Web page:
In Thursday’s episode of ABC’s Grey’s Anatomy, titled "Roar," a brave, determined pregnant cancer patient took a pro-life stance rather than be bullied into an abortion by the doctors at Grey-Sloan Memorial Hospital.
During a random, casual conversation in a courthouse security line between a pregnant woman in her sixteenth week named Veronica and Dr. Alex Karev (Justin Chambers), Karev noticed a rash on the pregnant woman’s hands and encouraged her to seek medical attention.
At the clinic later, test results showed Veronica had stage 4 pancreatic cancer - a terminal diagnosis – with less than a year to live, even with treatment. Unfortunately, the pressure began immediately for her to have an abortion so that her chemo and radiation could begin. Dr. Miranda Bailey (Chandra Wilson), Chief of Surgery, was not receptive to an alternative procedure that would try to keep the baby alive long enough to be born. She only saw one patient, when she should have seen two.
Veronica: I'm sorry, but it sounds like you want me to terminate my pregnancy.
Jeremy: Oh, man.
Jo: We need to begin treatments as soon as possible.
Miranda: And the baby couldn't survive them.
Veronica: So, the baby's healthy. The thing that's wrong here is me, right? Well, how much time do I get? I mean, if I do what you're asking and I get all the treatments, how much time will I have?
Miranda: Less than a year.
Veronica: Then what is the point? Why can't we just wait until after the baby's born, and then you can nuke my body full of chemo all you want?
Jeremy: You're not listening. She's not listening. They're saying... That without the treatments, the cancer will kill you before the baby's even born. In a month, two months, you'll both be dead.
Veronica: I went to court to fight a traffic ticket so I could save $360 so we could buy an organic crib mattress. This is how my day started. And now I'm... All day long, I have been thinking that there is -- there's a reason that I was in that line. There's a reason that I met you. And I don't believe in God or fate or anything.
Jeremy: She doesn't at all.
Veronica: But this is it? I met you so you can tell me that our baby has to die and then go crawl off somewhere and die myself. These are my options? Just death? And more death?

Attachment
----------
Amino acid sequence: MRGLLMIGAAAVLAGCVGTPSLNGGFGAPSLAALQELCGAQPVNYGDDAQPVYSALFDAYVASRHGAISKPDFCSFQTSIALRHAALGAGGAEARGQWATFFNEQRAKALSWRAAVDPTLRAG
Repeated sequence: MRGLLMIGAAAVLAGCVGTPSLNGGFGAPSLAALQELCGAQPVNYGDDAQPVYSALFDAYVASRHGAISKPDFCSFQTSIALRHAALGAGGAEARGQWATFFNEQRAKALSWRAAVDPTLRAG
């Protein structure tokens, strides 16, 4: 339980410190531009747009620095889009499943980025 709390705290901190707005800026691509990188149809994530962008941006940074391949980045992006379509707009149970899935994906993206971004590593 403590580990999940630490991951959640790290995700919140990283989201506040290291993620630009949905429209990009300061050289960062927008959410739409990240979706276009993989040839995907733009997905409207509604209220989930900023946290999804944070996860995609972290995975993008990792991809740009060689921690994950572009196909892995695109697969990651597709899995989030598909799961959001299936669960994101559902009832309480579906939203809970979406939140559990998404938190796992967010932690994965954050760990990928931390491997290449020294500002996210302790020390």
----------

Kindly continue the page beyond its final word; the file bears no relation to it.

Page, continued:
Alex: What about a Whipple?
Miranda: A Whipple?
Veronica: A what?
Miranda: The baby wouldn't survive being under that long.
Alex: Then we do it open. Cut the time in half. We forgo the first round of chemo and do this surgery instead. Remove the cancer from your pancreas without harming the baby, then close you up.
Jeremy: A-and that will save them -- that will save them both?
Alex: No, but it could keep you alive long enough to deliver a healthy baby. It'll buy you both some time.
Miranda: Dr. Karev. What the hell? You are not some hotshot surgeon right now. You are a doctor in the clinic. You cannot go around suggesting outrageous procedures!
Alex: I was giving my patient her options.
Miranda: The patient you only have because I gave you the chance in the clinic in the first place!
Alex: I'm sorry! But I wasn't wrong. I didn't promise the impossible. Yeah, I overstepped, and I'm overstepping again and pissing you off, and I don't care. Go on, get mad at me, but don't take it out on the patient. Just give her a freaking chance.
Miranda: When I tell you to know your place, know your damn place.
This is a horrible situation for a pregnant woman receiving a cancer diagnosis. In this case, an aggressively pro-abortion Chief of Surgery made it all the more traumatic. Miranda should have been searching for ways to save the baby of a dying woman but instead got upset at Karev for suggesting an alternative.